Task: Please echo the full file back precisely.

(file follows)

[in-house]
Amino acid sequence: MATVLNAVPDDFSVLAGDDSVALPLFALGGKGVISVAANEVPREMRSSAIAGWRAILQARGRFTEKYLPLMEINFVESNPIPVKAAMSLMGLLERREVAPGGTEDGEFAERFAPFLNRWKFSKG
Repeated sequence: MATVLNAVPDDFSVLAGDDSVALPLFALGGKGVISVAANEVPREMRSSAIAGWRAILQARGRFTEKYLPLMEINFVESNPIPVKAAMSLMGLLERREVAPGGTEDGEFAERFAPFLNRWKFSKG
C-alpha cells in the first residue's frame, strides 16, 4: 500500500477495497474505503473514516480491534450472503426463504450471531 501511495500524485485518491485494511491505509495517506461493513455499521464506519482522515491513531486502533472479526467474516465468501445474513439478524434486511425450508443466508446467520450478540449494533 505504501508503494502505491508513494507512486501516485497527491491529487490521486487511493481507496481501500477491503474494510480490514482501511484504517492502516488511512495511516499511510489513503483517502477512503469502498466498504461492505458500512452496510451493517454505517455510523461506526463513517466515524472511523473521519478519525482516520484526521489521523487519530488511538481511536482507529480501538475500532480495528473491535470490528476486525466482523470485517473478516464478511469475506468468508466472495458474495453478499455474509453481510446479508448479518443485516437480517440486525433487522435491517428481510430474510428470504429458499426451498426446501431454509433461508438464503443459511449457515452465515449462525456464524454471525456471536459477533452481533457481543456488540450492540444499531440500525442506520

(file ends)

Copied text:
[in-house]
Amino acid sequence: MATVLNAVPDDFSVLAGDDSVALPLFALGGKGVISVAANEVPREMRSSAIAGWRAILQARGRFTEKYLPLMEINFVESNPIPVKAAMSLMGLLERREVAPGGTEDGEFAERFAPFLNRWKFSKG
Repeated sequence: MATVLNAVPDDFSVLAGDDSVALPLFALGGKGVISVAANEVPREMRSSAIAGWRAILQARGRFTEKYLPLMEINFVESNPIPVKAAMSLMGLLERREVAPGGTEDGEFAERFAPFLNRWKFSKG
C-alpha cells in the first residue's frame, strides 16, 4: 500500500477495497474505503473514516480491534450472503426463504450471531 501511495500524485485518491485494511491505509495517506461493513455499521464506519482522515491513531486502533472479526467474516465468501445474513439478524434486511425450508443466508446467520450478540449494533 505504501508503494502505491508513494507512486501516485497527491491529487490521486487511493481507496481501500477491503474494510480490514482501511484504517492502516488511512495511516499511510489513503483517502477512503469502498466498504461492505458500512452496510451493517454505517455510523461506526463513517466515524472511523473521519478519525482516520484526521489521523487519530488511538481511536482507529480501538475500532480495528473491535470490528476486525466482523470485517473478516464478511469475506468468508466472495458474495453478499455474509453481510446479508448479518443485516437480517440486525433487522435491517428481510430474510428470504429458499426451498426446501431454509433461508438464503443459511449457515452465515449462525456464524454471525456471536459477533452481533457481543456488540450492540444499531440500525442506520